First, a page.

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Ludwig van BEETHOVEN (1770-1827)
Seven Bagatelles Op.33 (1802) [20.04]
Eleven Bagatelles Op.119 (1820-22) [13.39]
Six Bagatelles Op.126 (1823-24) [19.17]
Allegretto quasi andante in G minor WoO61a [0.31]
Bagatelle in C major WoO56 [2.25]
Bagatelle in C minor WoO52 [4.08]
Bagatelle in B-flat minor WoO60 [1.08]
Allegretto in B minor WoO61 [2.35]
Klavierstück in A minor Für Elise WoO59 [3.26]
Steven Osborne (piano)
rec. Henry Wood Hall, London, 26-28 July 2011
HYPERION CDA67879 [67:19]

Experience Classicsonline

Roughly a year ago, BIS released the tenth volume in Ronald Brautigam’s cycle of Beethoven’s complete piano works. That release met with considerable acclaim and it is the most recent recording for comparison with this new Hyperion release from Steven Osborne. Fortunately, Osborne’s performances, played on a modern Steinway, are fully the equal, and occasionally more impressive, than Brautigam.
The recital opens with Seven Bagatelles, Op. 33, the longest of which lasts under four minutes, while the shortest is a little more than a minute and a half. Yet in every piece, Beethoven’s brilliance is readily apparent. The music is by turns elegant (Nos. 1, 4 and 6), rambunctious and cheeky (No. 2), delicate and gentle (Nos. 3), and a magical fusion of inward virtuosity (Nos. 5 and 7). Osborne’s playing is always consistently incisive and responsive, each quicksilver mood change fully realized. Osborne is certainly never slow, yet Brautigam is faster in five of the seven movements:-
No. 1
No. 2
No. 3
No. 4
No. 5
No. 6
No. 7

Both pianists offer abundant personality and great technical prowess. Brautigam’s speeds are more overtly showy, while Osborne’s tease out stronger individual characterizations for each movement. I find both interpretations convincing.
The timings for the Eleven Bagatelles are more closely aligned, Brautigam taking 13.17, whereas Osborne takes 13.39. Interestingly, Misha Donat’s excellent liner-notes for the Hyperion CD reveal that Beethoven had trouble getting this set of Bagatelles published. Having sent six of them to the Peters publishing house, he received a severe reply, Peters writing that he had had the works played by several different people, none of whom could identify Beethoven as the composer! Listening to Osborne’s account, I could only wonder at what pianists Peters had hired. Surely the touchingly languid melody of Bagatelle No. 4 in A Major comes from the same compositional ether as the second movement of Piano Sonata No. 8 in C minor, the Pathétique? The obsession over a small melodic cell, which is the essence of Bagatelle No. 6, is clearly relatable to the first movement of Beethoven’s great fifth symphony. Nevertheless, Osborne’s delightful playing quickly dispatched these questions from my mind. The salient trait is again the wonderful character he finds in each movement. Moreover, his playing is supremely sensitive. Despite playing on a modern grand, Osborne’s attack, tone and phrasing suggest an awareness of period performance practice. Climaxes are powerfully telling, yet always remain within “classical” parameters.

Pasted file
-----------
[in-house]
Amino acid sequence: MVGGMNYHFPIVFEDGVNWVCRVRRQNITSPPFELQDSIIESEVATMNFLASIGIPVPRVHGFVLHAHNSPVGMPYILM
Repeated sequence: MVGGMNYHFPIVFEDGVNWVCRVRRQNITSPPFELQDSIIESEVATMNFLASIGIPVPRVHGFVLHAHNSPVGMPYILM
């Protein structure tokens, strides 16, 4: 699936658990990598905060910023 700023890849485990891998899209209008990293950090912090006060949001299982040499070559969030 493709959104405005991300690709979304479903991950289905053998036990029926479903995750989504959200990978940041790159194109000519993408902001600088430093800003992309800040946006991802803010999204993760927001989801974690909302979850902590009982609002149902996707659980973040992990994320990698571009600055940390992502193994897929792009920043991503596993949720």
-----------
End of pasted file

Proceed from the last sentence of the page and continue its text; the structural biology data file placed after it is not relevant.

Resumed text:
The final set (Op. 126) has the most significant differences in time and overall approach between Brautigam and Osborne:-
No. 1
No. 2
No. 3
No. 4
No. 5
No. 6

This collection, which was Beethoven’s last published piano music, contains the most profound writing in any of the Bagatelle sets. In fact Beethoven, as quoted in the liner-notes, described the music as “more developed and probably the best pieces of this kind I have written.” Brautigam again stresses the power and dramatic shifts in mood. His playing is consistently faster and more propulsive. It is undeniably thrilling. Yet in No. 3, marked Andante,Osborne’s steadier tempo allows him to tease out a tenderness that is only hinted at by Brautigam. Likewise, in the final number of the set, Osborne slows more markedly for the second tempo marking (Andante amabile e con moto), thereby establishing a more convincing difference in character for this section. This sets up a wonderful moment of shock at the end, where the tempo suddenly returns to Presto, rejecting the calm mood of the Andante to end with a disconcerting abruptness. Brautigam’s Andante amabile section is played more quickly, which minimizes the shock of this passage. While I very much enjoy Brautigam’s performance, I find Osborne’s thoughtful alternative more convincing.
Both CDs include excellent performances of miscellaneous Bagatelles that Beethoven never had published, as well as the infamous Für Elise. Both men establish the right simple atmosphere for this all too often hackneyed piece. I thought that Brautigam’s pianoforte would have an edge in producing a sotto voce sound, yet Osborne is just as captivating, with a gentle touch that produces an astonishing inwardness.
Both recordings are excellently engineered (the BIS is SACD), and include informative notes. You cannot go wrong with either CD, but such is the genius of Beethoven, that it is perhaps best to own both!  

David A. McConnell 











































































































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